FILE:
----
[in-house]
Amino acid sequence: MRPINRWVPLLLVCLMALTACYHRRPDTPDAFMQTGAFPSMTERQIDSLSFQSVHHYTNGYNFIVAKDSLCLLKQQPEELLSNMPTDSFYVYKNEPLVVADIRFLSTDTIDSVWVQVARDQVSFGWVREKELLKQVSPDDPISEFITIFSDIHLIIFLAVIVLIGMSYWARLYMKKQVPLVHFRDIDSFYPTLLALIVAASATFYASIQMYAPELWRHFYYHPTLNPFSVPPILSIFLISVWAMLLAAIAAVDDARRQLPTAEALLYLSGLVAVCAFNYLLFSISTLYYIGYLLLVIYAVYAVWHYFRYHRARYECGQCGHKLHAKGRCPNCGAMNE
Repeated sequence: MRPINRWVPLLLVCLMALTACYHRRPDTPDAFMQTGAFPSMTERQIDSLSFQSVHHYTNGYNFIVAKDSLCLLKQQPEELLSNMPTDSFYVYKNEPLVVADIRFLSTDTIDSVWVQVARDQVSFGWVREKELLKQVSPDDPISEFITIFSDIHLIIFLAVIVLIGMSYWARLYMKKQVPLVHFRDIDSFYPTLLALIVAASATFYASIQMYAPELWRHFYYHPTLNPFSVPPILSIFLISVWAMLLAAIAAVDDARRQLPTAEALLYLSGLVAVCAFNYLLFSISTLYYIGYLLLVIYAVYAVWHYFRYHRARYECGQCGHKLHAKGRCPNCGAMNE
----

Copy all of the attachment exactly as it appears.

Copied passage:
[in-house]
Amino acid sequence: MRPINRWVPLLLVCLMALTACYHRRPDTPDAFMQTGAFPSMTERQIDSLSFQSVHHYTNGYNFIVAKDSLCLLKQQPEELLSNMPTDSFYVYKNEPLVVADIRFLSTDTIDSVWVQVARDQVSFGWVREKELLKQVSPDDPISEFITIFSDIHLIIFLAVIVLIGMSYWARLYMKKQVPLVHFRDIDSFYPTLLALIVAASATFYASIQMYAPELWRHFYYHPTLNPFSVPPILSIFLISVWAMLLAAIAAVDDARRQLPTAEALLYLSGLVAVCAFNYLLFSISTLYYIGYLLLVIYAVYAVWHYFRYHRARYECGQCGHKLHAKGRCPNCGAMNE
Repeated sequence: MRPINRWVPLLLVCLMALTACYHRRPDTPDAFMQTGAFPSMTERQIDSLSFQSVHHYTNGYNFIVAKDSLCLLKQQPEELLSNMPTDSFYVYKNEPLVVADIRFLSTDTIDSVWVQVARDQVSFGWVREKELLKQVSPDDPISEFITIFSDIHLIIFLAVIVLIGMSYWARLYMKKQVPLVHFRDIDSFYPTLLALIVAASATFYASIQMYAPELWRHFYYHPTLNPFSVPPILSIFLISVWAMLLAAIAAVDDARRQLPTAEALLYLSGLVAVCAFNYLLFSISTLYYIGYLLLVIYAVYAVWHYFRYHRARYECGQCGHKLHAKGRCPNCGAMNE